PASADENA, Calif. and ELISIUM PLANITIA, Mars (NASA/JPL-Caltech PR) — NASA’s InSight has sent signals to Earth indicating that its solar panels are open and collecting sunlight on the Martian surface. NASA’s Mars Odyssey orbiter relayed the signals, which were received on Earth at about 5:30 p.m. PST (8:30 p.m. EST). Solar array deployment ensures the spacecraft can recharge its batteries each day. Odyssey also relayed a pair of images showing InSight’s landing site.

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NASA’s InSight to Explore What Lies Beneath Martian Surface

InSight’seismometer (Crecdit: NASA)

PASADENA, Calif. and ELYSIUM PLANITIA, Mars (NASA/JPL-Caltech PR) — Mars has just received its newest robotic resident. NASA’s Interior Exploration using Seismic Investigations, Geodesy and Heat Transport (InSight) lander successfully touched down on the Red Planet after an almost seven-month, 300-million-mile (458-million-kilometer) journey from Earth.

InSight’s two-year mission will be to study the deep interior of Mars to learn how all celestial bodies with rocky surfaces, including Earth and the Moon, formed.

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How We Will Know When InSight Touches Down on Mars

This image depicts the MarCO CubeSats relaying data from NASA’s InSight lander as it enters the Martian atmosphere. (Credits: NASA/JPL-Caltech)

PASADENA, Calif. (NASA PR) — What’s the sound of a touchdown on Mars?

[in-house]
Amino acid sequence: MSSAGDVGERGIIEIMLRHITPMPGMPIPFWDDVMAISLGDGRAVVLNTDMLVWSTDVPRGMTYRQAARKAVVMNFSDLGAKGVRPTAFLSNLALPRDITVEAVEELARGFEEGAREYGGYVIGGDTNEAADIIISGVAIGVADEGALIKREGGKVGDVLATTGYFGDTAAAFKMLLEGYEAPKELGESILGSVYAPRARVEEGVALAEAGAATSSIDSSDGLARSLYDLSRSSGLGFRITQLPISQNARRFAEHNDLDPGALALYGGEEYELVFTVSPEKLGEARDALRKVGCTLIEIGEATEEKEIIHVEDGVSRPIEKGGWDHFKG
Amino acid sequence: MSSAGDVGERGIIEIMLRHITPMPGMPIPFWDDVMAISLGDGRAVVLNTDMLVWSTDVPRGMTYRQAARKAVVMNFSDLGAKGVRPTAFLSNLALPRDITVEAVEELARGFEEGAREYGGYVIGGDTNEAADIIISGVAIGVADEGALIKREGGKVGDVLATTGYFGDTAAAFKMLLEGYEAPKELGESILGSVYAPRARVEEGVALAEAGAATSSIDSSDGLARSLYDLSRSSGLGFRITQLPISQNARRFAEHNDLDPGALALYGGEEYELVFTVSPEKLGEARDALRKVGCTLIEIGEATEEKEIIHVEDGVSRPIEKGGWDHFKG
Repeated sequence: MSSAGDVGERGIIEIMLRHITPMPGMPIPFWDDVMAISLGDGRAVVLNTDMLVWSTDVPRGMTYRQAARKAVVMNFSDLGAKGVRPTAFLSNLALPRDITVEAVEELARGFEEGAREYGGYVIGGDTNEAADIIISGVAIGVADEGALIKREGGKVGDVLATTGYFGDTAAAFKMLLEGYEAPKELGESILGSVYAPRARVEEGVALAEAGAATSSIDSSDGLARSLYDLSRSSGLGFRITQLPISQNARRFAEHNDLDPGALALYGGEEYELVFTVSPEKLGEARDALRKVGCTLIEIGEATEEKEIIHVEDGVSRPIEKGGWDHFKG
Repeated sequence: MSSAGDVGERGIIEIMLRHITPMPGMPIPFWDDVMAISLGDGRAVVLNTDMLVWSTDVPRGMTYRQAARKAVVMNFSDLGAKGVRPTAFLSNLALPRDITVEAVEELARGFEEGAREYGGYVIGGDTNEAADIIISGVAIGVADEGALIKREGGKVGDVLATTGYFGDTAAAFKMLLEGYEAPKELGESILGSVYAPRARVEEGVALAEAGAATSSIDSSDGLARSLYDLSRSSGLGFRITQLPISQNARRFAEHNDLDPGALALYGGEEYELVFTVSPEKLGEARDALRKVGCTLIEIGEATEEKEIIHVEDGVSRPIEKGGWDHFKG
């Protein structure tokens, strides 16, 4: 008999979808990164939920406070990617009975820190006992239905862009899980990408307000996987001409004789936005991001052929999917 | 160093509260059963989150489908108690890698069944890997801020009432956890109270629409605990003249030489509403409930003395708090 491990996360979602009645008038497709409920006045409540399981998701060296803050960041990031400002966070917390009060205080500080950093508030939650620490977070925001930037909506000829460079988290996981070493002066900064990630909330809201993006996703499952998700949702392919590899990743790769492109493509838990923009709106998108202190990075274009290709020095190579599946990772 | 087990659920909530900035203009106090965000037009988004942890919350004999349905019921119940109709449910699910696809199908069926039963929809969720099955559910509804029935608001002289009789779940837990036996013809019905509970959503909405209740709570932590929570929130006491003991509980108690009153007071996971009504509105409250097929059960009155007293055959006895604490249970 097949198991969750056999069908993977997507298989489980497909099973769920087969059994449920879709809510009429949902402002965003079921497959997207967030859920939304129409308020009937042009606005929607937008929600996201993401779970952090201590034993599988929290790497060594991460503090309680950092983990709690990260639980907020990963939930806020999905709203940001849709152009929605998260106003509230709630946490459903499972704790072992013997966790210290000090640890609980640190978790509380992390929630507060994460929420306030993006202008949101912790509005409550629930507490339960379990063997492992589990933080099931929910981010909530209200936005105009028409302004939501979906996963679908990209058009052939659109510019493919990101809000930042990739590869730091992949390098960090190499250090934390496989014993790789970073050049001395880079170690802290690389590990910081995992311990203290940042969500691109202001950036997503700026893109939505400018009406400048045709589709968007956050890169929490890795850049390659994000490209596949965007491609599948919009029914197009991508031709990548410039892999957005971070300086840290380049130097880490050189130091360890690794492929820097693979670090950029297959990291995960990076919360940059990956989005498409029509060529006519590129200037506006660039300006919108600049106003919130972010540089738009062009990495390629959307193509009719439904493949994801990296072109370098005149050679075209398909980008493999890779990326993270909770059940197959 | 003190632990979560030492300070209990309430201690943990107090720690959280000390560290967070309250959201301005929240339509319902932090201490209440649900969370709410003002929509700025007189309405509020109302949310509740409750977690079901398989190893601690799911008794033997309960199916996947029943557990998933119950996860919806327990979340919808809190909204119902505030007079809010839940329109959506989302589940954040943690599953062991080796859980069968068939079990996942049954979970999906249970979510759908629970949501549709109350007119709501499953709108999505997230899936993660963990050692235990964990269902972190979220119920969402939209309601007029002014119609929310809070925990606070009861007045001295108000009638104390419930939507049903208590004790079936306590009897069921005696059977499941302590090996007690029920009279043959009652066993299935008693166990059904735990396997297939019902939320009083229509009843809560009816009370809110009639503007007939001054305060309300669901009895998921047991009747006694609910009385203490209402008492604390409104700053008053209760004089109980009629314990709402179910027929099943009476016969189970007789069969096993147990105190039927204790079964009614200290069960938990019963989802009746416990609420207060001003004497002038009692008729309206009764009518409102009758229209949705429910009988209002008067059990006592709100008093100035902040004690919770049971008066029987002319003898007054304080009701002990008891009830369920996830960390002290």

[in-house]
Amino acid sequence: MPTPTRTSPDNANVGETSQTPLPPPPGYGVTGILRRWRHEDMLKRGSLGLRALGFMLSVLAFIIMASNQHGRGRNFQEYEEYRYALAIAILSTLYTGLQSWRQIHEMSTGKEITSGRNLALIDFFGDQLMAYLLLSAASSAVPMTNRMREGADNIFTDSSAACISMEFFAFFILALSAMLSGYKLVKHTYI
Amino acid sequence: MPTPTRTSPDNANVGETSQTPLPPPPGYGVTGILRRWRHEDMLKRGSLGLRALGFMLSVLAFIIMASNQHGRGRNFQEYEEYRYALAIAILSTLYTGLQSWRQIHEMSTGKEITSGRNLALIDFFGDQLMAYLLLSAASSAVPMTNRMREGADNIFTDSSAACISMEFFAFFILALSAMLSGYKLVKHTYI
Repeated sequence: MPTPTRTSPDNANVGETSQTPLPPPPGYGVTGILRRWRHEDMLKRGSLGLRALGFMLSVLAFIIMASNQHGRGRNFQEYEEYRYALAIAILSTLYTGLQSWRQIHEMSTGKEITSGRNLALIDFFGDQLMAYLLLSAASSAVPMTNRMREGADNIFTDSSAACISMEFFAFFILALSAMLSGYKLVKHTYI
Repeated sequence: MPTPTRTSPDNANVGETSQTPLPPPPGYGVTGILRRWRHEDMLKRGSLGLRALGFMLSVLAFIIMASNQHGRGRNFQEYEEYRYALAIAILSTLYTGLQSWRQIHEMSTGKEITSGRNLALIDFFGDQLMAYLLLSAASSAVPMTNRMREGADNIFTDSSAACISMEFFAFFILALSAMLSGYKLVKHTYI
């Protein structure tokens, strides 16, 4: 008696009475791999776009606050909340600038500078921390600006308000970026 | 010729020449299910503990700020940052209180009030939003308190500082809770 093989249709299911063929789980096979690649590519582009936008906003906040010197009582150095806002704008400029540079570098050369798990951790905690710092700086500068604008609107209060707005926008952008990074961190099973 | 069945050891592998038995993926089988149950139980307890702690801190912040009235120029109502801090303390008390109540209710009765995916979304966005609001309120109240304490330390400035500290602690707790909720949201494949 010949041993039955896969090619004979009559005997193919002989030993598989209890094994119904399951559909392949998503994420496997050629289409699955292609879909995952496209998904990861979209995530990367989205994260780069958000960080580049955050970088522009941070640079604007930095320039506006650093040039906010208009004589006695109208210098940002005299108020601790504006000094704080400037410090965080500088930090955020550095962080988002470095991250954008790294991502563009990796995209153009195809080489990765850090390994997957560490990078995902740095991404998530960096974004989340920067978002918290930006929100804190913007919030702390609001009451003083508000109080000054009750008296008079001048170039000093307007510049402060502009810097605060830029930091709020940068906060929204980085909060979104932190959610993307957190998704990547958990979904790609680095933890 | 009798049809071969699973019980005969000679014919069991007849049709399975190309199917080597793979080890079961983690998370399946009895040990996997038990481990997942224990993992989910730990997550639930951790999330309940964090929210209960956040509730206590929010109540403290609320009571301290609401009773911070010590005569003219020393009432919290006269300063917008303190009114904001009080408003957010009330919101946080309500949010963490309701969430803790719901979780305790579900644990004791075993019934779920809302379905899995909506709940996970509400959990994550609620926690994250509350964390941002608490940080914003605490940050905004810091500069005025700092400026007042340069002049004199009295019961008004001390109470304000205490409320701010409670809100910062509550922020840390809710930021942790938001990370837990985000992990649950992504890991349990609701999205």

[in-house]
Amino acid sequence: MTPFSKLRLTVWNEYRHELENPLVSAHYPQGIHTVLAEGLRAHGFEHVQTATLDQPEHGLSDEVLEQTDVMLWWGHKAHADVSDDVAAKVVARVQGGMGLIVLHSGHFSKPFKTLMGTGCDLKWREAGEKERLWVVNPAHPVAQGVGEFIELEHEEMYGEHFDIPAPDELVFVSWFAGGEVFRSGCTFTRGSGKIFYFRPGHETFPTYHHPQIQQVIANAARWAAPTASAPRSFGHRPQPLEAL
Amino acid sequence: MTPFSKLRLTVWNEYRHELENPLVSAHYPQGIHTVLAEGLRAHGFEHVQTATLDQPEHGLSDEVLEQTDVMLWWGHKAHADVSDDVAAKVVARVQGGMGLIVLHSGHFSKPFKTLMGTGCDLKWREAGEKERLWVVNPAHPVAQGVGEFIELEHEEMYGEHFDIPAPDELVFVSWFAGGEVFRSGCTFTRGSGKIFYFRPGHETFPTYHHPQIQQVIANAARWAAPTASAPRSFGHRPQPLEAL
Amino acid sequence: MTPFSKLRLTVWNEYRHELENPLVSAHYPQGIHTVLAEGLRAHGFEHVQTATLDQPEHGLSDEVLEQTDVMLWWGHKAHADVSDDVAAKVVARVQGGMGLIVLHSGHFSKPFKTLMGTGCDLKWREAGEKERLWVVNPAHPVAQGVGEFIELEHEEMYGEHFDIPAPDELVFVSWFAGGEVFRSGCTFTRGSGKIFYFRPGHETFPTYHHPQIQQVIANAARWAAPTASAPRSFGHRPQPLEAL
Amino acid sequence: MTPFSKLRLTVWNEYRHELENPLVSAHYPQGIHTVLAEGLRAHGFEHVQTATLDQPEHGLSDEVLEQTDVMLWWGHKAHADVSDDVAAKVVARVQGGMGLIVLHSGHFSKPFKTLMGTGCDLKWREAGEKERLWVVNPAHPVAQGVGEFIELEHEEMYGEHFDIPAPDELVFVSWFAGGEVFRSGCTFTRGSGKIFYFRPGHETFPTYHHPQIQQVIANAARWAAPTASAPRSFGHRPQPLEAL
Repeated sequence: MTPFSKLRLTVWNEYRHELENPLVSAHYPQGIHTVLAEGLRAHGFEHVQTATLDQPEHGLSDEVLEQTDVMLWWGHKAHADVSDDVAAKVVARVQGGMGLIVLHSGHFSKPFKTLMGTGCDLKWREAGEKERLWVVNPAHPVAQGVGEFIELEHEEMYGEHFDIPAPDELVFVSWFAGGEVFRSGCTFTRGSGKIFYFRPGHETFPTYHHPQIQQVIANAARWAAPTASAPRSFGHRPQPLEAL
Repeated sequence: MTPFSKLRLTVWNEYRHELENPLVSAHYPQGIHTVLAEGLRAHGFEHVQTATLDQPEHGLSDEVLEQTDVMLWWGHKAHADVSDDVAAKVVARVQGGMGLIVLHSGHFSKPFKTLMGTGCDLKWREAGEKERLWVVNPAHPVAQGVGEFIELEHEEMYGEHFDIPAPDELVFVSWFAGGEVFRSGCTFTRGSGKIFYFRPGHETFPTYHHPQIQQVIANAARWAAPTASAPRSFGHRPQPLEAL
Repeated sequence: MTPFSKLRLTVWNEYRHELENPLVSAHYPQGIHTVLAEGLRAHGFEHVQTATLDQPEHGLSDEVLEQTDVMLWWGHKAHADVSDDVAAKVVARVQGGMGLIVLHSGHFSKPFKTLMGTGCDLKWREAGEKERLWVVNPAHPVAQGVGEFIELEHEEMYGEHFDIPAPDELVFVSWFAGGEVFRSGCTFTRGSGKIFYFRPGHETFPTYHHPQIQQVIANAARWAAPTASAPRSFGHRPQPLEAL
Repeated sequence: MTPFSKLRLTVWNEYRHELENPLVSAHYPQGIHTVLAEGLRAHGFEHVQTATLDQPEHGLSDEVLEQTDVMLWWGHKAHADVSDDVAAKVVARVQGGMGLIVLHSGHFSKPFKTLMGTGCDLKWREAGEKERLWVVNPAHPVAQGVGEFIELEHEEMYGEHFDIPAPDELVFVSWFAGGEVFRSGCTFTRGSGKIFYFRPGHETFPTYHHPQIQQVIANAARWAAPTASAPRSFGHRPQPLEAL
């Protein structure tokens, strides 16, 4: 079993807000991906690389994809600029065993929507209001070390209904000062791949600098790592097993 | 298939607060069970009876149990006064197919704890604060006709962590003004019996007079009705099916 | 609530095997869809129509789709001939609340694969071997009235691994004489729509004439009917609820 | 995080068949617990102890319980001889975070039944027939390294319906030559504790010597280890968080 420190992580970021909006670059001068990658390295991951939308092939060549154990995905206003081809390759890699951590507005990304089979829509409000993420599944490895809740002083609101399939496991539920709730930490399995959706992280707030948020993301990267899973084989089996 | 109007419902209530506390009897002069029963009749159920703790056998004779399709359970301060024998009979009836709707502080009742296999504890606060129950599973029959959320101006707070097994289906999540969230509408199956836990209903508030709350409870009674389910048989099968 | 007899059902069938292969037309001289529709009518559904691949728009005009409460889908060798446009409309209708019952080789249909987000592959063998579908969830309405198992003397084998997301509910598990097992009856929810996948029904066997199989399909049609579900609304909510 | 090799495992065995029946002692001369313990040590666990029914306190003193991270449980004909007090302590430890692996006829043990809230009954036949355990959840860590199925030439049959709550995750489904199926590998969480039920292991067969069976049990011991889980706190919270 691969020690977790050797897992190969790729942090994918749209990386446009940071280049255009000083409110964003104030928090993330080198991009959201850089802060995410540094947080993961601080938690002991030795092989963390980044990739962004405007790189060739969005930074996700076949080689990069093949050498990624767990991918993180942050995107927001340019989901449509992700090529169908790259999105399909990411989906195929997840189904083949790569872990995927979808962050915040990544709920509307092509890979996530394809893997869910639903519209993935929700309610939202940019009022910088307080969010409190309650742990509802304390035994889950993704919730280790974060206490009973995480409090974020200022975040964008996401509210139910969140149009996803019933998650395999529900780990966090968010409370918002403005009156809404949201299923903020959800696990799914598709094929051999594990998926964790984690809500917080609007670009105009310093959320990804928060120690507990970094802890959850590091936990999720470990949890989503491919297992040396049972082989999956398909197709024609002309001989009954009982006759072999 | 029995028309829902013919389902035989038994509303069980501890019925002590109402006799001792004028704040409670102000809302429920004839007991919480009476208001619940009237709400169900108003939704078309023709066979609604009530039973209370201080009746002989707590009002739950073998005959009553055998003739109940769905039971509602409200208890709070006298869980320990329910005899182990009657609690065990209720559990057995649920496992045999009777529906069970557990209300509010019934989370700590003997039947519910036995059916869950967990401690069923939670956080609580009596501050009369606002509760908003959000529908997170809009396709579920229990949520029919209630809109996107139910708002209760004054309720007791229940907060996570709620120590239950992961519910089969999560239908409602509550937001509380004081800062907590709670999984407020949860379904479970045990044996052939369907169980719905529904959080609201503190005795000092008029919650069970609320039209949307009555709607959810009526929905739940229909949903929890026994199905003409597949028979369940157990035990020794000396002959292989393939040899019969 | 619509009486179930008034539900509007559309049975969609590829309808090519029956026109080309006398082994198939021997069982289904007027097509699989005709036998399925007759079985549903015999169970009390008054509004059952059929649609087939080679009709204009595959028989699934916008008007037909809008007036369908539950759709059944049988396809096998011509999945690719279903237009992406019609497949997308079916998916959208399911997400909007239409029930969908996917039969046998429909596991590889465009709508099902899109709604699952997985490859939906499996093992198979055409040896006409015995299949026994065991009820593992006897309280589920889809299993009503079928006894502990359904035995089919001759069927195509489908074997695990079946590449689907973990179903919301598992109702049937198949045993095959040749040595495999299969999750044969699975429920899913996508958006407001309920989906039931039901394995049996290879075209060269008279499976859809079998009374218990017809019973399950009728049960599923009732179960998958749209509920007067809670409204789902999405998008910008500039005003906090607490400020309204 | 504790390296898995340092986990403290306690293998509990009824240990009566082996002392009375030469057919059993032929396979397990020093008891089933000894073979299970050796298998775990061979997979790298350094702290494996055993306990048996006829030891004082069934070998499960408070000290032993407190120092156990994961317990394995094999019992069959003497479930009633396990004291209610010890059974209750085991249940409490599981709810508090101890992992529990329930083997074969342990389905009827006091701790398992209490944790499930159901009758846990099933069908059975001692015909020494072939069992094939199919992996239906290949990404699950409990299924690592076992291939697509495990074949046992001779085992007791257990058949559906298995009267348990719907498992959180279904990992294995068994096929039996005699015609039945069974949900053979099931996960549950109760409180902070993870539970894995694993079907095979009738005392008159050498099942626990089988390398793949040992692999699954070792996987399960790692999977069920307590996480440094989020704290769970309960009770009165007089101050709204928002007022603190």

If you’re at NASA’s Jet Propulsion Laboratory, it sounds like winning the Super Bowl: cheers, laughter and lots of hollering.

But in the minutes before that, NASA’s InSight team will be monitoring the Mars lander’s radio signals using a variety of spacecraft — and even radio telescopes here on Earth — to suss out what’s happening 91 million miles (146 million km) away.

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NASA InSight Team on Course for Mars Touchdown

An artist’s impression of NASA InSight’s entry, descent and landing at Mars, scheduled for Nov. 26, 2018. (Credits: NASA/JPL-Caltech)

PASADENA, Calif. (NASA PR) — NASA’s Mars Interior Exploration using Seismic Investigations, Geodesy and Heat Transport (InSight) spacecraft is on track for a soft touchdown on the surface of the Red Planet on Nov. 26, the Monday after Thanksgiving. But it’s not going to be a relaxing weekend of turkey leftovers, football and shopping for the InSight mission team. Engineers will be keeping a close eye on the stream of data indicating InSight’s health and trajectory, and monitoring Martian weather reports to figure out if the team needs to make any final adjustments in preparation for landing, only five days away.